• Explicit Mental Health Messaging Promotes Serious Video Game Selection in Youth with Elevated Mental Health Symptoms

    Poppelaars, M., Wols, A., Lichtwarck-Aschoff, A., & Granic, I. (2018). Frontiers in Psychology. https://doi.org/10.3389/fpsyg.2018.01837

    Author: Marlou Poppelaars

    Upload date: 09-10-2018

  • In-Game Play Behaviours during an Applied Video Game for Anxiety Prevention Predict Successful Intervention Outcomes

    Wols, A., Lichtwarck-Aschoff, A., Schoneveld, E. A., & Granic, I. (2018). Journal of Psychopathology and Behavioral Assessment, 40, 655-668. https://doi.org/10.1007/s10862-018-9684-4

    Author: Aniek Wols

    Upload date: 06-11-2018

  • The Effect of Expectations on Experiences and Engagement with an Applied Game for Mental Health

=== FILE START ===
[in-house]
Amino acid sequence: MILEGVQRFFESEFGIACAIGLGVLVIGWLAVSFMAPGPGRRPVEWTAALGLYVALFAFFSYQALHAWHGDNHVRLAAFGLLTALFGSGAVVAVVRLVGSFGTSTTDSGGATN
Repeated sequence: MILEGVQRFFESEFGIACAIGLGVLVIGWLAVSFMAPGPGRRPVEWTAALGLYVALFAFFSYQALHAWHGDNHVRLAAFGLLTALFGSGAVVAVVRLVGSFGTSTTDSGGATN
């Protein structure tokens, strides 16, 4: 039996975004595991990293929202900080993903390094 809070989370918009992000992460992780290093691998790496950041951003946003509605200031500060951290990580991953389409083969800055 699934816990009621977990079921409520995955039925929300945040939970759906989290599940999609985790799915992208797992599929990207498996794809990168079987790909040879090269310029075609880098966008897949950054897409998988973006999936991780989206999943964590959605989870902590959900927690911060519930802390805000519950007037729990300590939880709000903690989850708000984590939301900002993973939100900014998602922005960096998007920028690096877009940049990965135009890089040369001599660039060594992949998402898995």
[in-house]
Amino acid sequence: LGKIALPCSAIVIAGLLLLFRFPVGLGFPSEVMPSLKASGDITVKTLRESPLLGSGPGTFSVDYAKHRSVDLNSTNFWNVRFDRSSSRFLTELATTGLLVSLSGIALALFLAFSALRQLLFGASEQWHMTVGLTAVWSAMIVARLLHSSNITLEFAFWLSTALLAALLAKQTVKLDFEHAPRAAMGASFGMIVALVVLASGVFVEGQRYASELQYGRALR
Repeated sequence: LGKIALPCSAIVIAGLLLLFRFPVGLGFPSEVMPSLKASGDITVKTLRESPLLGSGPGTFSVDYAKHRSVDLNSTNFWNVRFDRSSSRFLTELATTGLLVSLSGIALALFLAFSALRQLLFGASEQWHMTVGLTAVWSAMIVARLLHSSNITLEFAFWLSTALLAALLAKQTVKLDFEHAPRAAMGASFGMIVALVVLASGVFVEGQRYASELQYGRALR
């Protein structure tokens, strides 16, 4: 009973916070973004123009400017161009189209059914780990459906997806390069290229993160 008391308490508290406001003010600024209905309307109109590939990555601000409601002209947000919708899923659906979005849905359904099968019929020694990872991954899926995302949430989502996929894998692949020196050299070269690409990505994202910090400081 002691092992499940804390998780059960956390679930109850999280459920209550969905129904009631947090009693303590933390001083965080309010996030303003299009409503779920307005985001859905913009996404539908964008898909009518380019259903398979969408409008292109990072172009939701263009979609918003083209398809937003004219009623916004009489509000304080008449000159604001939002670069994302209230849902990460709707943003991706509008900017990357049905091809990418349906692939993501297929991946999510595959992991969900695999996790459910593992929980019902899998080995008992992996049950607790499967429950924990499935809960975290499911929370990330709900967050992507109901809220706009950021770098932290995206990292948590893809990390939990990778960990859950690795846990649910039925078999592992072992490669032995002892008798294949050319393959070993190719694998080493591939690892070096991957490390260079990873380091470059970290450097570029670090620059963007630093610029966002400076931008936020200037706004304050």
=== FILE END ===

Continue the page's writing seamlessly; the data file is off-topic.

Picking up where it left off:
Wols, A., Hollenstein, T., Lichtwarck-Aschoff, A., & Granic (2021). Games for Health, 10(4), 207-219.

    Author: Aniek Wols

    Upload date: 08-09-2021

Worked together with

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Isabela Granic
Director of GEMH Lab

Professor and Chair of the Developmental Psychopathology department in the Behavioural Science Institute; writer; voracious podcast consumer; mother of two upstanding little gamers

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Professor at McMaster's University

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Joanneke Weerdmeester
Behavioral Scientist at GEMH Lab

Researcher, psychologist, PhD-candidate, gamer, dungeon master, language enthusiast and lover of all things geeky.

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Self-Employed Consultant